Everyone’s favourite football game returns with an interface overhaul and the promise of more realism
Every year, EA Canada sets out to do one thing exactly: make a better FIFA game than they did the last year. We’ve always been given a slightly more polished release than the previous avatar — not to mention more evolved gameplay that was easy to pick up and play, while difficult to master. This is exactly the reason why FIFA has managed to grow its audience year after year, and a factor in making its competitive scene such as success. FIFA 14 attempts to achieve all of this, while adding more depth not just to the core gameplay, but to the in-game ecosystem. But is it really a better game than last year’s outing?
The short answer is “yes” if you’re a hardcore FIFA nut looking for a bigger challenge and an indifferent “not really” if you’re only a casual player. The reason behind the latter? Well, for starters, EA seems to have rushed a release that’s buggier than any day-one FIFA release that I can remember in the recent past. We’ll get to the rest of the items on that list in a bit, but let’s first look at one particular aspect that required the much-needed overhaul it’s finally got: the interface. Gone are the days of the ugly, side-scrolling, supremely counterintuitive and confusing menus. You are now greeted with large, cleanly designed tiles both in and out of a match. EA Canada has even incorporated a “live” tile system (no doubt inspired by Windows 8) which gives you alerts within a tile — it works particularly well if you’re playing Career mode (scouting reports, e-mail alerts), or FIFA Ultimate Team. In short, in makes navigating through FIFA’s near-insane number of features a breeze, all the while looking quite pretty.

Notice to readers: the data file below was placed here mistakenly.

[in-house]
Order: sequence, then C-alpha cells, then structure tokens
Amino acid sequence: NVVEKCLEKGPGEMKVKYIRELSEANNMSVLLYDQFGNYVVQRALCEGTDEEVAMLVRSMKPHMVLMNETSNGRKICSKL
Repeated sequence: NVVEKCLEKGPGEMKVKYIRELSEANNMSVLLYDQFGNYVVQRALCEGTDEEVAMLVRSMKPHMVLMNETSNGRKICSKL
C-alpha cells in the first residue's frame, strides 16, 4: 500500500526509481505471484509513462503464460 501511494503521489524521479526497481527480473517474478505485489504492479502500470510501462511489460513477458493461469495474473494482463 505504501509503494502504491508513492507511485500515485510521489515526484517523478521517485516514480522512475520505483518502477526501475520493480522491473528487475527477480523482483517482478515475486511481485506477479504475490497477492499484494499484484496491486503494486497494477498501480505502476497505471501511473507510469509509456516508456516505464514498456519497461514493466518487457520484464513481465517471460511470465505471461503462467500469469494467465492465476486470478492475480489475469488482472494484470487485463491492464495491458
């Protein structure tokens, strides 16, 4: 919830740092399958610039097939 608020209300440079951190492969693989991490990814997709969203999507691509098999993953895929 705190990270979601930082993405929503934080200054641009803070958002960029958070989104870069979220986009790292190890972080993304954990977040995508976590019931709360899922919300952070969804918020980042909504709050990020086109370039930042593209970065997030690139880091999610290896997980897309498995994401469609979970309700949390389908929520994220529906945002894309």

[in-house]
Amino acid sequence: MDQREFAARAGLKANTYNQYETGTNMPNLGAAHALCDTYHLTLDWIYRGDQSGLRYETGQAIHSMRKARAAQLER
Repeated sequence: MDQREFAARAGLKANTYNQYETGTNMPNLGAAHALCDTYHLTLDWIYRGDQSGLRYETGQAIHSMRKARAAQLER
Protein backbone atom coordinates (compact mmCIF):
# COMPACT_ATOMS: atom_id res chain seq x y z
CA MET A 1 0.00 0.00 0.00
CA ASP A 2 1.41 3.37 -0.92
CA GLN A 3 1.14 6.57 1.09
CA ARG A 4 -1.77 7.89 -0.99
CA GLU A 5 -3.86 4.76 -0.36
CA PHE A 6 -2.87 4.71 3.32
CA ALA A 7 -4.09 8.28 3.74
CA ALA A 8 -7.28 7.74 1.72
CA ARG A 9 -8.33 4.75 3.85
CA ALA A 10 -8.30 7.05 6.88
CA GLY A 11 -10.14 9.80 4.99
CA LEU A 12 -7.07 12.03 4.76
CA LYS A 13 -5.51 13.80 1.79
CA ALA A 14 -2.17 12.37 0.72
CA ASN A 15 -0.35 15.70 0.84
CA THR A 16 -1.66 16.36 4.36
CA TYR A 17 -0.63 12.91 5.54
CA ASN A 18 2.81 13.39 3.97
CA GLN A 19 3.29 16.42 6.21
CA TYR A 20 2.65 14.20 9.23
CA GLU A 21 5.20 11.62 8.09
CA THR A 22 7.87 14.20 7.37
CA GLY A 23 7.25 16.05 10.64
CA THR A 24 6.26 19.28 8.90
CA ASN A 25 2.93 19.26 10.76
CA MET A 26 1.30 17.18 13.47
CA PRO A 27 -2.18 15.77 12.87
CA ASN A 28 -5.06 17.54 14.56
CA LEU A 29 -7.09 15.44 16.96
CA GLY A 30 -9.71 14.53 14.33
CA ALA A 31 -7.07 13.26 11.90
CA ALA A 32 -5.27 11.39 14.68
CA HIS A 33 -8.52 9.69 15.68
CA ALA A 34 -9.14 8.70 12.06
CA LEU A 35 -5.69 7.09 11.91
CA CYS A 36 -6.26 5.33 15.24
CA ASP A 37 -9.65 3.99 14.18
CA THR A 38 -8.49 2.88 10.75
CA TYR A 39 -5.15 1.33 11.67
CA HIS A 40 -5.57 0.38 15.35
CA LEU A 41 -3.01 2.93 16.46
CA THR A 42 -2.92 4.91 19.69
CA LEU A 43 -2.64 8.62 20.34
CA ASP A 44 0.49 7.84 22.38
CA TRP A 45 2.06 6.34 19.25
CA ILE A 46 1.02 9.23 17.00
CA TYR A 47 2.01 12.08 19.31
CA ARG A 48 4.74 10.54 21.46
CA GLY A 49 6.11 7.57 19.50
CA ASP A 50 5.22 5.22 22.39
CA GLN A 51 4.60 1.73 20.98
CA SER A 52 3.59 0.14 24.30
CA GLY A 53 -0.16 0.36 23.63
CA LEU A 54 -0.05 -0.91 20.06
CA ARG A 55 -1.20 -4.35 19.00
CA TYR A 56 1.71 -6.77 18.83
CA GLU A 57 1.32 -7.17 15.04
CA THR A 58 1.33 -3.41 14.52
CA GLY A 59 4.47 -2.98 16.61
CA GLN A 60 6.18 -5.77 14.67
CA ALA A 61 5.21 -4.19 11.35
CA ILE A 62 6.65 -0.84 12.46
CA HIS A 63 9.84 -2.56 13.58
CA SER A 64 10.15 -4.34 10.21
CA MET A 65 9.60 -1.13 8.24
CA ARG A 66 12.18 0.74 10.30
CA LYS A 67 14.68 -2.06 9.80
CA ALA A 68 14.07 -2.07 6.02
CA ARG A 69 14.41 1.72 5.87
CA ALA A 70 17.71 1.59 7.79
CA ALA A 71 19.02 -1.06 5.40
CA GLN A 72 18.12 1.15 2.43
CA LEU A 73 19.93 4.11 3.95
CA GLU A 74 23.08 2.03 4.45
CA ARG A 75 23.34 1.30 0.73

However, what’s not quite so pretty is how a match plays out when FIFA 14’s flaws all decide to turn up at the stadium. First, the game is far less accessible than any previous release of FIFA. FIFA 13 players will be able to adapt to the new ball and player physics, but new players are likely to be put off by the fact that holding down the sprint button (a tendency among all casual players) unless completely open will result in your player losing the ball. EA’s famous player impact engine returns as well, and if the retail release of FIFA 14 is any indication, can cause even more comical moments than in FIFA 13. There was one instance in a Tottenham vs. Chelsea encounter where I found the entire midfields of both sides piled up in the middle of the pitch (a move more becoming of a game like WWE 2K14, which began when Dembele clotheslined Ramires). Play was obviously not stopped. Then there’s the “weight” to everything, the positive side to which is the way the ball dips and curves while feeling heavier, resulting in shooting, crossing and passing feeling more realistic. Players, however (at least those that aren’t Messi and Ronaldo), feel clumsy, with the new shielding and precision movement system rendering all but the strongest and quickest of defenders useless.
The development team’s heart is in the right place: they’ are trying to create as organic an experience as possible for the player. In effect, they want each match in FIFA 14 to be comparable to a match on TV — physical midfield battles, defensive high-lines, pressing, darting runs on the wing, and shooting that is directly affected by the striker’s balance. The players on the pitch (at least in theory) have their behaviour mapped to a various set of attributes that make them better or worse at a particular aspect of the game. In fact, the Xbox One and Playstation 4 versions of FIFA 14 will feature EA’s new Ignite Engine, which will add real-world intelligence to players, making them close virtual representations of their human counterparts. But until then, FIFA 14 on current-gen consoles remains a hand-me-down of sorts; one that is more influenced by math and clearly-defined gameplay constraints.
But an upgrade is logical, particularly if you’re a fan of the series. Roster updates (although the retail copy still has Gareth Bale in Tottenham and Mesut Özil in Real Madrid, whom I unsuccessfully tried to sign for Arsenal in Career mode) aside, Career, FUT, online and offline modes are the best they’ve ever been in the series. The interface upgrade is a major positive as well (not just the tiles, but team management as well, where you’ll be able to quick-swap players in the same position without having to scroll down to your substitutes). Visual and audio improvements, while not substantial, contribute to the experience of a newer, better FIFA. This isn’t usually said about a sports franchise, but FIFA 14 has potential to be the best FIFA yet — but only if EA is able to patch the day-one release, fixing issues and balancing gameplay.